The sheer size of the Department of Defense (DoD) makes streamlining IT operations or changing IT investment management daunting, yet this size makes the payoff of successes that much greater.

To achieve these successes, we are looking to reap the benefits of today’s leading edge thinking and technologies in many of the IT management efforts we have underway. Several of our initiatives dovetail nicely with the 25 Point Implementation Plan to Reform Federal IT Management, such as the IT Enterprise Strategy and Roadmap and cloud computing strategy that the Department is currently developing.

We are making progress on several initiatives that will increase our efficiency and effectiveness in developing systems to support our Nation’s warfighters, without sacrificing security. Additionally, we continually look to update the competencies of our workforce in order to maintain a highly skilled cadre of IT/cyber professionals.

One of the new workforce initiatives underway within DoD is the IT Exchange Program (ITEP), where we partner with private industry to share best practices, learn, and gain a better understanding of each other’s common IT problems. Many of the IT challenges of private sector organizations are similar to those that need to be addressed by Government. Through ITEP, both sectors can learn from each other on how to address some of these shared challenges where private sector and DoD employees perform detail assignments from 3 months to a year working collaboratively on projects. Another significant initiative we are leading is the federal-wide effort to update the Clinger-Cohen Core Competencies, which serve as a baseline for agency IT management skill requirements. Coursework based on the Competencies are used by the Federal CIO University consortium and the Department of Defense’s iCollege to provide graduate education opportunities in such areas as Enterprise Architecture, IT Program Management and Information Assurance/Cybersecurity.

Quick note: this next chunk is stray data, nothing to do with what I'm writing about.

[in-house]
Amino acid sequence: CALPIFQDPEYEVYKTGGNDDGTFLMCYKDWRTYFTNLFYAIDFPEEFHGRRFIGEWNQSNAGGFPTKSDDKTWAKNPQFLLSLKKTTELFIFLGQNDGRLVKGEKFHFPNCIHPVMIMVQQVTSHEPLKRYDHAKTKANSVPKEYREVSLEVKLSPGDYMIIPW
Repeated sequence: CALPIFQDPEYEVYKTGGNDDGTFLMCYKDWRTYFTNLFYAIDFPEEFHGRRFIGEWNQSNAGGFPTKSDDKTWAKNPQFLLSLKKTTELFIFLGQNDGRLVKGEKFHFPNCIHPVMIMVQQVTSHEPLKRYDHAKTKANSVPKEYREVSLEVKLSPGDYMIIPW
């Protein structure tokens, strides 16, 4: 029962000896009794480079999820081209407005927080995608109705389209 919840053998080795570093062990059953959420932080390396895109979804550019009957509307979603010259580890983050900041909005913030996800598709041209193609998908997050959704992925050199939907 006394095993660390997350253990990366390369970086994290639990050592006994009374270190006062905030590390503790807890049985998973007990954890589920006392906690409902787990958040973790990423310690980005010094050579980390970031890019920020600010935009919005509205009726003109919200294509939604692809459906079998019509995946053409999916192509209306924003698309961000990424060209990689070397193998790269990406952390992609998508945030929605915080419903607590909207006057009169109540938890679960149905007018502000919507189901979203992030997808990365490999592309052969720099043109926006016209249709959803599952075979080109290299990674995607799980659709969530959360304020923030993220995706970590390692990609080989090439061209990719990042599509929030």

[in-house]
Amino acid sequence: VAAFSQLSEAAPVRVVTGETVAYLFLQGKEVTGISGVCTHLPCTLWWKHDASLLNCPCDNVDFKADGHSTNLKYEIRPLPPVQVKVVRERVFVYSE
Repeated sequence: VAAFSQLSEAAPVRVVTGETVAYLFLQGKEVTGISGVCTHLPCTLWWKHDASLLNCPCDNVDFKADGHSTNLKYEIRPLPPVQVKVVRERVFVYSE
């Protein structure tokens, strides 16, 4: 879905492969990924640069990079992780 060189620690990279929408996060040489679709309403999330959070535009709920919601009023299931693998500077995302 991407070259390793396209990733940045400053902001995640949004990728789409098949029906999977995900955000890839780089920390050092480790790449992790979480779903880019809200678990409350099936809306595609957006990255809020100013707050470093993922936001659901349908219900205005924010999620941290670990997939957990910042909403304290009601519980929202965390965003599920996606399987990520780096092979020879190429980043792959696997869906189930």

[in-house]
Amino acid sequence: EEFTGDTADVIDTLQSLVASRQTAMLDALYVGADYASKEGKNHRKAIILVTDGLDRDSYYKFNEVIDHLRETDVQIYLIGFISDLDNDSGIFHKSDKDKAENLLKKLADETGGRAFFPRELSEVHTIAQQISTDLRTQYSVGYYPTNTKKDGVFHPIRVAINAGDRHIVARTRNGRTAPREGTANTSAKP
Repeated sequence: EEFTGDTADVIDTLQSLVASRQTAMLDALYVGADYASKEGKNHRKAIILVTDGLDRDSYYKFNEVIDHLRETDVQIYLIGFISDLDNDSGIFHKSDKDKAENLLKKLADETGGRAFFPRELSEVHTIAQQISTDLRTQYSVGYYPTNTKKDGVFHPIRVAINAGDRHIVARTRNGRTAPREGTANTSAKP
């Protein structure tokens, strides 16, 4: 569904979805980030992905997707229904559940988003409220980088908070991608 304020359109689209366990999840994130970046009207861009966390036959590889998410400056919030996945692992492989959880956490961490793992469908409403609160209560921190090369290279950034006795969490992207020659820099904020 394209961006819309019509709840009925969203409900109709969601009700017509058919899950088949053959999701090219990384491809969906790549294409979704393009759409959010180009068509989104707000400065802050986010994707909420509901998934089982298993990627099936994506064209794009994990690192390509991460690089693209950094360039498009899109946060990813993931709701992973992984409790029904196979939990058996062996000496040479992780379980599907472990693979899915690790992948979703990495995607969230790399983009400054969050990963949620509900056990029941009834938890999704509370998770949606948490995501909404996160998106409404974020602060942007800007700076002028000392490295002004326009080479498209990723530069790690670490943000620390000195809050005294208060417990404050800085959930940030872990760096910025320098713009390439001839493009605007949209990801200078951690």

As we look to improve efficiency, one of our ongoing targets is the management and use of data centers. We have closed eight data centers since the IT Reform plan was published, and we intend to close another 44 by the end of FY2011. DoD remains committed to identifying candidates for data center closure and consolidation in support of the Secretary’s efficiency efforts and the IT Reform plan goal of closing 800 Federal data centers by 2015.

Improving IT efficiency is also an element in ongoing DoD acquisition reviews. DoD uses investment review boards and other process reviews to engage cross-DoD senior leadership in assessing progress of critical programs which meet OMB TechStats review requirements. I find these senior level reviews to be important and effective tools in addressing underperforming IT investments. As a result of one recent DoD program review, we reduced the scope of the project to focus on areas that are more likely to yield successes.

It is incumbent upon us, as the Nation’s CIOs, to manage information effectively and efficiently to meet our missions and serve the citizenry. The 25 Point Plan offers a clear vision forward for the Federal IT community. We in DoD continue to synchronize our efforts with the milestones and objectives of the plan, and I remain committed to achieving our collective IT operations and management goals.

Teresa M. Takai is the Chief Information Officer at the Department of Defense. This article was originally published by